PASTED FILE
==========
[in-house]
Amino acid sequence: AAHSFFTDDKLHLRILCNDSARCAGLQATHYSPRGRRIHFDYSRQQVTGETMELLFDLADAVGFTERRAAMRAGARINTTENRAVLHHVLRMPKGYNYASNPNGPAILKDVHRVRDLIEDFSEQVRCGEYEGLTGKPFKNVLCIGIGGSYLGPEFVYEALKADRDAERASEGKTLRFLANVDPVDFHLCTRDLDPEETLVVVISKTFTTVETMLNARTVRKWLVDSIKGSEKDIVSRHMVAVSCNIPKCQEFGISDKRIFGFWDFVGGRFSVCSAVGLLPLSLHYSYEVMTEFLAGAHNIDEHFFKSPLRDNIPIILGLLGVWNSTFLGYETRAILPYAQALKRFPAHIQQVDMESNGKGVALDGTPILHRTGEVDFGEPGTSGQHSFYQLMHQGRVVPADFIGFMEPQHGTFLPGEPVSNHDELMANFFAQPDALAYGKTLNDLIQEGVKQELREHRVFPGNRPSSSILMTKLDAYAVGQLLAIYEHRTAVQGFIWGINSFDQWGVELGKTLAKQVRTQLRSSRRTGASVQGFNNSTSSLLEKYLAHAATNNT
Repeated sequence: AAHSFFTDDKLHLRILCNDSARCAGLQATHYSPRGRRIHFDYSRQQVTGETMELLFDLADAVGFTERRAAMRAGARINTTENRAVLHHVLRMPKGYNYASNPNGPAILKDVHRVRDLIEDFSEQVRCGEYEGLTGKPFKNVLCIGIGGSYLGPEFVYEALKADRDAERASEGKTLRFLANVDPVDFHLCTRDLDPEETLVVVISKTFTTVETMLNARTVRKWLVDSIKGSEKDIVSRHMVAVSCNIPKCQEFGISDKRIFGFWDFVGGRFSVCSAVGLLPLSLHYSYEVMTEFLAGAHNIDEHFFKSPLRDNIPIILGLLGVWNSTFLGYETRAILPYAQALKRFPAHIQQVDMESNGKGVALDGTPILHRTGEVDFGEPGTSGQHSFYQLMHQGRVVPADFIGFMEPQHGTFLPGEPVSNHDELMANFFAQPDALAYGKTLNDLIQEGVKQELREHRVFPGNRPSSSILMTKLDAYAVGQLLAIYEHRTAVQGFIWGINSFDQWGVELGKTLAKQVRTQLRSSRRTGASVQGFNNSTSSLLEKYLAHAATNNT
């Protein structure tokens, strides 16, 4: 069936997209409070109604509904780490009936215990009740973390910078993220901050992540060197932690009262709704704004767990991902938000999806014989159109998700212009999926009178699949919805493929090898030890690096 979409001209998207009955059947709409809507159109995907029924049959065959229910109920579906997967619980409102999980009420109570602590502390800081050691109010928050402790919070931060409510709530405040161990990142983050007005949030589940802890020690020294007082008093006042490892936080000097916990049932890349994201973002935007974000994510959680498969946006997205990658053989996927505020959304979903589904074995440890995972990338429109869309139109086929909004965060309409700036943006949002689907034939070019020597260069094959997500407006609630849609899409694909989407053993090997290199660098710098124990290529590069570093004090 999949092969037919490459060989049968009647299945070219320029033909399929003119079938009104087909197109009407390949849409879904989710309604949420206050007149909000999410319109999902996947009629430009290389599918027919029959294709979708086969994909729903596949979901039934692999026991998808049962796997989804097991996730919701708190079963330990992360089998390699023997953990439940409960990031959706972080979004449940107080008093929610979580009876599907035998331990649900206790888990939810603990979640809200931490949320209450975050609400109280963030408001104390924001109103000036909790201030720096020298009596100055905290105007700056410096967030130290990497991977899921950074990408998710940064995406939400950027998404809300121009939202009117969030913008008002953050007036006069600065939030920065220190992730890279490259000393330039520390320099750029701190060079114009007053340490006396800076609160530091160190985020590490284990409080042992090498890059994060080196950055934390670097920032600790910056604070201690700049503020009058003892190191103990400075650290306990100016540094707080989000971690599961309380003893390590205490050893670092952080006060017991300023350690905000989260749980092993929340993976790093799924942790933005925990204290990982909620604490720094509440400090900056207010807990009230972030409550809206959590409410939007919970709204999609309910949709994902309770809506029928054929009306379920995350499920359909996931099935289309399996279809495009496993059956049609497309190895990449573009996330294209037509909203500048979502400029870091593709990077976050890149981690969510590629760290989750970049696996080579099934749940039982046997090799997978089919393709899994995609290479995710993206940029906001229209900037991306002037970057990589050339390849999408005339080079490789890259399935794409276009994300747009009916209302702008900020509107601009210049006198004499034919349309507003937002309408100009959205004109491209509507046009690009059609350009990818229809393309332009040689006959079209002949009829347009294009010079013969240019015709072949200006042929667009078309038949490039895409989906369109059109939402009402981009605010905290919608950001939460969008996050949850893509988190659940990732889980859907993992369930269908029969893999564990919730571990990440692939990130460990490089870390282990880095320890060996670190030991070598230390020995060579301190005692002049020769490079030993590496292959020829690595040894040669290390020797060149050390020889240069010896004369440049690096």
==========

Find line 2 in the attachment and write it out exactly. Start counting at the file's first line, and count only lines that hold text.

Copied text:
Amino acid sequence: AAHSFFTDDKLHLRILCNDSARCAGLQATHYSPRGRRIHFDYSRQQVTGETMELLFDLADAVGFTERRAAMRAGARINTTENRAVLHHVLRMPKGYNYASNPNGPAILKDVHRVRDLIEDFSEQVRCGEYEGLTGKPFKNVLCIGIGGSYLGPEFVYEALKADRDAERASEGKTLRFLANVDPVDFHLCTRDLDPEETLVVVISKTFTTVETMLNARTVRKWLVDSIKGSEKDIVSRHMVAVSCNIPKCQEFGISDKRIFGFWDFVGGRFSVCSAVGLLPLSLHYSYEVMTEFLAGAHNIDEHFFKSPLRDNIPIILGLLGVWNSTFLGYETRAILPYAQALKRFPAHIQQVDMESNGKGVALDGTPILHRTGEVDFGEPGTSGQHSFYQLMHQGRVVPADFIGFMEPQHGTFLPGEPVSNHDELMANFFAQPDALAYGKTLNDLIQEGVKQELREHRVFPGNRPSSSILMTKLDAYAVGQLLAIYEHRTAVQGFIWGINSFDQWGVELGKTLAKQVRTQLRSSRRTGASVQGFNNSTSSLLEKYLAHAATNNT